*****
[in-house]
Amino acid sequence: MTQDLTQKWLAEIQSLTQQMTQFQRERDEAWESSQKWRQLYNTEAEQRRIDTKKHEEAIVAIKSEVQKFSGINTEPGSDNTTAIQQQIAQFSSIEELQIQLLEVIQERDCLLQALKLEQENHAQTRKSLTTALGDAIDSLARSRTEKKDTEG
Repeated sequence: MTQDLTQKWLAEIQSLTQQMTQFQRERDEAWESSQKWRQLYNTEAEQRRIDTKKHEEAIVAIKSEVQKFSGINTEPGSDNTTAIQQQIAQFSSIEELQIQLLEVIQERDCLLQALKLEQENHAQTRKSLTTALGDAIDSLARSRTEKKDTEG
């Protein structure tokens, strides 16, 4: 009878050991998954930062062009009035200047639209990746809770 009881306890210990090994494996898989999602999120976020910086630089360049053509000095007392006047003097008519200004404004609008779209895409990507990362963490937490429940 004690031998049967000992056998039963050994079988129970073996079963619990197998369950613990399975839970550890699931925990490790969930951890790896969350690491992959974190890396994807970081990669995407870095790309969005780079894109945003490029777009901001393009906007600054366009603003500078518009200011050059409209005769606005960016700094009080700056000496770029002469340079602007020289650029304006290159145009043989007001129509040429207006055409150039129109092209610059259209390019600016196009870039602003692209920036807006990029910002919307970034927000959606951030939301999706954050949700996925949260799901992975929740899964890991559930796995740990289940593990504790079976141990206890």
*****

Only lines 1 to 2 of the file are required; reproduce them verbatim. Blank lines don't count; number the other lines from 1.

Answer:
[in-house]
Amino acid sequence: MTQDLTQKWLAEIQSLTQQMTQFQRERDEAWESSQKWRQLYNTEAEQRRIDTKKHEEAIVAIKSEVQKFSGINTEPGSDNTTAIQQQIAQFSSIEELQIQLLEVIQERDCLLQALKLEQENHAQTRKSLTTALGDAIDSLARSRTEKKDTEG